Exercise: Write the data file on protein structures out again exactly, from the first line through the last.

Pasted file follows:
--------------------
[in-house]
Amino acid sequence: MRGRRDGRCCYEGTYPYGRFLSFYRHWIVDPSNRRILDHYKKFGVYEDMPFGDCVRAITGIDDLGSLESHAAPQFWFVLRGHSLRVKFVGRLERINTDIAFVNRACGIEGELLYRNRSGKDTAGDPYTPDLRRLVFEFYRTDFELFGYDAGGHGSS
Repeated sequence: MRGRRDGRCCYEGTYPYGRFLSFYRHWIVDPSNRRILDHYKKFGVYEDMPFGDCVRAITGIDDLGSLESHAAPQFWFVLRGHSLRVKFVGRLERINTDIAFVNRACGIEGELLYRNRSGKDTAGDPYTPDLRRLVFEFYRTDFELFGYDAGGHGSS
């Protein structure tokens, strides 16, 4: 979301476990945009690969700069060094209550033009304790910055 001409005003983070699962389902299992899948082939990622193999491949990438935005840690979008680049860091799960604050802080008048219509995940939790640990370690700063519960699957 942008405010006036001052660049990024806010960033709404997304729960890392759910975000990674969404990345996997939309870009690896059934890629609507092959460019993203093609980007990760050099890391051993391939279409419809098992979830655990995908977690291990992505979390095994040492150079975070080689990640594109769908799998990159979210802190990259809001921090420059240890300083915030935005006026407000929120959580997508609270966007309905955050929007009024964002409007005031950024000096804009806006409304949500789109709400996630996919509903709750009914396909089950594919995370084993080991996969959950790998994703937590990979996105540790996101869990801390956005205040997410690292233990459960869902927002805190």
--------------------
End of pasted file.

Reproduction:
[in-house]
Amino acid sequence: MRGRRDGRCCYEGTYPYGRFLSFYRHWIVDPSNRRILDHYKKFGVYEDMPFGDCVRAITGIDDLGSLESHAAPQFWFVLRGHSLRVKFVGRLERINTDIAFVNRACGIEGELLYRNRSGKDTAGDPYTPDLRRLVFEFYRTDFELFGYDAGGHGSS
Repeated sequence: MRGRRDGRCCYEGTYPYGRFLSFYRHWIVDPSNRRILDHYKKFGVYEDMPFGDCVRAITGIDDLGSLESHAAPQFWFVLRGHSLRVKFVGRLERINTDIAFVNRACGIEGELLYRNRSGKDTAGDPYTPDLRRLVFEFYRTDFELFGYDAGGHGSS
């Protein structure tokens, strides 16, 4: 979301476990945009690969700069060094209550033009304790910055 001409005003983070699962389902299992899948082939990622193999491949990438935005840690979008680049860091799960604050802080008048219509995940939790640990370690700063519960699957 942008405010006036001052660049990024806010960033709404997304729960890392759910975000990674969404990345996997939309870009690896059934890629609507092959460019993203093609980007990760050099890391051993391939279409419809098992979830655990995908977690291990992505979390095994040492150079975070080689990640594109769908799998990159979210802190990259809001921090420059240890300083915030935005006026407000929120959580997508609270966007309905955050929007009024964002409007005031950024000096804009806006409304949500789109709400996630996919509903709750009914396909089950594919995370084993080991996969959950790998994703937590990979996105540790996101869990801390956005205040997410690292233990459960869902927002805190």